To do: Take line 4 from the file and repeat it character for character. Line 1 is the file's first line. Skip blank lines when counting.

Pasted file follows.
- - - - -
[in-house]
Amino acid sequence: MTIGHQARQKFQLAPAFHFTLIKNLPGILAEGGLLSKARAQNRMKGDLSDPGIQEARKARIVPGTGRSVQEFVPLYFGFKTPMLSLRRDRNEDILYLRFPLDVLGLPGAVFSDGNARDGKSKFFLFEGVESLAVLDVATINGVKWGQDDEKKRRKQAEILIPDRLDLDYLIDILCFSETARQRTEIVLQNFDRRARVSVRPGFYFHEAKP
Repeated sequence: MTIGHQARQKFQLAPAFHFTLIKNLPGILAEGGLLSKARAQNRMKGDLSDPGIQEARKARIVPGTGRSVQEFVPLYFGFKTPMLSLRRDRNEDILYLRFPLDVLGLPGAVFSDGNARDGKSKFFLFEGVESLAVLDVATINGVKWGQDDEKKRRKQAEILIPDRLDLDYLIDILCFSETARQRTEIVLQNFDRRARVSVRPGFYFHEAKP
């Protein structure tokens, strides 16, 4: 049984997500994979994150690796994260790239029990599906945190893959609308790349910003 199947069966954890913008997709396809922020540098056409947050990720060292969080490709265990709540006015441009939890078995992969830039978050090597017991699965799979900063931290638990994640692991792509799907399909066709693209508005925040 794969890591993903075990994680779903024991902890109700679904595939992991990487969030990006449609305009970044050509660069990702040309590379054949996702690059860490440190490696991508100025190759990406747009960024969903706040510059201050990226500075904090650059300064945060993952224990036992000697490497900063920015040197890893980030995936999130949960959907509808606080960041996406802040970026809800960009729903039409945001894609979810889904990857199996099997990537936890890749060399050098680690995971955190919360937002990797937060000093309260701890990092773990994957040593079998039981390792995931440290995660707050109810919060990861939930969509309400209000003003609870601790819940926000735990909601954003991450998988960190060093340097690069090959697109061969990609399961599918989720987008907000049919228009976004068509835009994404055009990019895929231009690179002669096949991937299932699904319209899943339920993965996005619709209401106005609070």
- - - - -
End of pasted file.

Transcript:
């Protein structure tokens, strides 16, 4: 049984997500994979994150690796994260790239029990599906945190893959609308790349910003 199947069966954890913008997709396809922020540098056409947050990720060292969080490709265990709540006015441009939890078995992969830039978050090597017991699965799979900063931290638990994640692991792509799907399909066709693209508005925040 794969890591993903075990994680779903024991902890109700679904595939992991990487969030990006449609305009970044050509660069990702040309590379054949996702690059860490440190490696991508100025190759990406747009960024969903706040510059201050990226500075904090650059300064945060993952224990036992000697490497900063920015040197890893980030995936999130949960959907509808606080960041996406802040970026809800960009729903039409945001894609979810889904990857199996099997990537936890890749060399050098680690995971955190919360937002990797937060000093309260701890990092773990994957040593079998039981390792995931440290995660707050109810919060990861939930969509309400209000003003609870601790819940926000735990909601954003991450998988960190060093340097690069090959697109061969990609399961599918989720987008907000049919228009976004068509835009994404055009990019895929231009690179002669096949991937299932699904319209899943339920993965996005619709209401106005609070």